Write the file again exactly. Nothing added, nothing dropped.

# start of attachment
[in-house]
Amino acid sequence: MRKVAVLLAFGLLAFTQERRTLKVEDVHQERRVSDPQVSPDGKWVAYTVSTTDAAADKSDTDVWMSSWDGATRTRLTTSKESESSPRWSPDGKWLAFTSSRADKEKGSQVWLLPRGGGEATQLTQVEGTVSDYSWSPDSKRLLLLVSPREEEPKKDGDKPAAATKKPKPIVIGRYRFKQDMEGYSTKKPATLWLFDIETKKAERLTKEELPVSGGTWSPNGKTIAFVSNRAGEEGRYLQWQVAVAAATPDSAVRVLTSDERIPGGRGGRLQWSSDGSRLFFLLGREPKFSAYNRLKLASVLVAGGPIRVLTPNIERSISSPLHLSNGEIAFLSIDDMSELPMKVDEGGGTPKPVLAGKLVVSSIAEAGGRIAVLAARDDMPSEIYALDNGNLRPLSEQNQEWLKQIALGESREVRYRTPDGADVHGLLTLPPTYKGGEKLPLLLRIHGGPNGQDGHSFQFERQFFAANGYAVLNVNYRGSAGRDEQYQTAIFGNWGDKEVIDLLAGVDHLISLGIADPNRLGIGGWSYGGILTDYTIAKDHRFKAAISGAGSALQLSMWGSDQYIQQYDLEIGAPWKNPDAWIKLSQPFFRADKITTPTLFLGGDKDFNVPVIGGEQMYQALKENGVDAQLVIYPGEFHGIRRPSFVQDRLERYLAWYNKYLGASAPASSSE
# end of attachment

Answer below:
[in-house]
Amino acid sequence: MRKVAVLLAFGLLAFTQERRTLKVEDVHQERRVSDPQVSPDGKWVAYTVSTTDAAADKSDTDVWMSSWDGATRTRLTTSKESESSPRWSPDGKWLAFTSSRADKEKGSQVWLLPRGGGEATQLTQVEGTVSDYSWSPDSKRLLLLVSPREEEPKKDGDKPAAATKKPKPIVIGRYRFKQDMEGYSTKKPATLWLFDIETKKAERLTKEELPVSGGTWSPNGKTIAFVSNRAGEEGRYLQWQVAVAAATPDSAVRVLTSDERIPGGRGGRLQWSSDGSRLFFLLGREPKFSAYNRLKLASVLVAGGPIRVLTPNIERSISSPLHLSNGEIAFLSIDDMSELPMKVDEGGGTPKPVLAGKLVVSSIAEAGGRIAVLAARDDMPSEIYALDNGNLRPLSEQNQEWLKQIALGESREVRYRTPDGADVHGLLTLPPTYKGGEKLPLLLRIHGGPNGQDGHSFQFERQFFAANGYAVLNVNYRGSAGRDEQYQTAIFGNWGDKEVIDLLAGVDHLISLGIADPNRLGIGGWSYGGILTDYTIAKDHRFKAAISGAGSALQLSMWGSDQYIQQYDLEIGAPWKNPDAWIKLSQPFFRADKITTPTLFLGGDKDFNVPVIGGEQMYQALKENGVDAQLVIYPGEFHGIRRPSFVQDRLERYLAWYNKYLGASAPASSSE